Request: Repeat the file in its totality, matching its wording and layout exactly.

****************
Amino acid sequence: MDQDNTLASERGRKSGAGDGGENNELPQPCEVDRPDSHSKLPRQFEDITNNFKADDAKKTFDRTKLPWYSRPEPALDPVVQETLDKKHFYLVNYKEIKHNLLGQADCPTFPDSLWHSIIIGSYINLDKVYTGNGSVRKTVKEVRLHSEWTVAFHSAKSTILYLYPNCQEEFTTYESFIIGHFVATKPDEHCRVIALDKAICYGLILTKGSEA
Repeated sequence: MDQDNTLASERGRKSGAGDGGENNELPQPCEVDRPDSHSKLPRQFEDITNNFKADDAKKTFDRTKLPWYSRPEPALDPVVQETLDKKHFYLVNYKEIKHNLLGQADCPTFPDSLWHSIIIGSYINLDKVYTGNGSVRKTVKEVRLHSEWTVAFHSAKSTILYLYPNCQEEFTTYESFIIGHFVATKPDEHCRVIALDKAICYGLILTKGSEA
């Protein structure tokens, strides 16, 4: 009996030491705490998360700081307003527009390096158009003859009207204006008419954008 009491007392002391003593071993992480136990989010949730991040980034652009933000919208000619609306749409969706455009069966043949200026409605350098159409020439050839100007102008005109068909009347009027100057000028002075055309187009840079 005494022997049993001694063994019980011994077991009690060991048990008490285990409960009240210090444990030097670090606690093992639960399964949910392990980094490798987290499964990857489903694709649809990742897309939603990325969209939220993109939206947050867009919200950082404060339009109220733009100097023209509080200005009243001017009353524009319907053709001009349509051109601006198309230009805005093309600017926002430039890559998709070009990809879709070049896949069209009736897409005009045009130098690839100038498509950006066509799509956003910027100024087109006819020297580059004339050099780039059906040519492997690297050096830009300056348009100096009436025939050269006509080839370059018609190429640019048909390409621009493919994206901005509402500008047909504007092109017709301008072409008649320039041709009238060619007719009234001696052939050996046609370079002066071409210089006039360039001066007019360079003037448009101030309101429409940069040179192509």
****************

Amino acid sequence: MDQDNTLASERGRKSGAGDGGENNELPQPCEVDRPDSHSKLPRQFEDITNNFKADDAKKTFDRTKLPWYSRPEPALDPVVQETLDKKHFYLVNYKEIKHNLLGQADCPTFPDSLWHSIIIGSYINLDKVYTGNGSVRKTVKEVRLHSEWTVAFHSAKSTILYLYPNCQEEFTTYESFIIGHFVATKPDEHCRVIALDKAICYGLILTKGSEA
Repeated sequence: MDQDNTLASERGRKSGAGDGGENNELPQPCEVDRPDSHSKLPRQFEDITNNFKADDAKKTFDRTKLPWYSRPEPALDPVVQETLDKKHFYLVNYKEIKHNLLGQADCPTFPDSLWHSIIIGSYINLDKVYTGNGSVRKTVKEVRLHSEWTVAFHSAKSTILYLYPNCQEEFTTYESFIIGHFVATKPDEHCRVIALDKAICYGLILTKGSEA
């Protein structure tokens, strides 16, 4: 009996030491705490998360700081307003527009390096158009003859009207204006008419954008 009491007392002391003593071993992480136990989010949730991040980034652009933000919208000619609306749409969706455009069966043949200026409605350098159409020439050839100007102008005109068909009347009027100057000028002075055309187009840079 005494022997049993001694063994019980011994077991009690060991048990008490285990409960009240210090444990030097670090606690093992639960399964949910392990980094490798987290499964990857489903694709649809990742897309939603990325969209939220993109939206947050867009919200950082404060339009109220733009100097023209509080200005009243001017009353524009319907053709001009349509051109601006198309230009805005093309600017926002430039890559998709070009990809879709070049896949069209009736897409005009045009130098690839100038498509950006066509799509956003910027100024087109006819020297580059004339050099780039059906040519492997690297050096830009300056348009100096009436025939050269006509080839370059018609190429640019048909390409621009493919994206901005509402500008047909504007092109017709301008072409008649320039041709009238060619007719009234001696052939050996046609370079002066071409210089006039360039001066007019360079003037448009101030309101429409940069040179192509």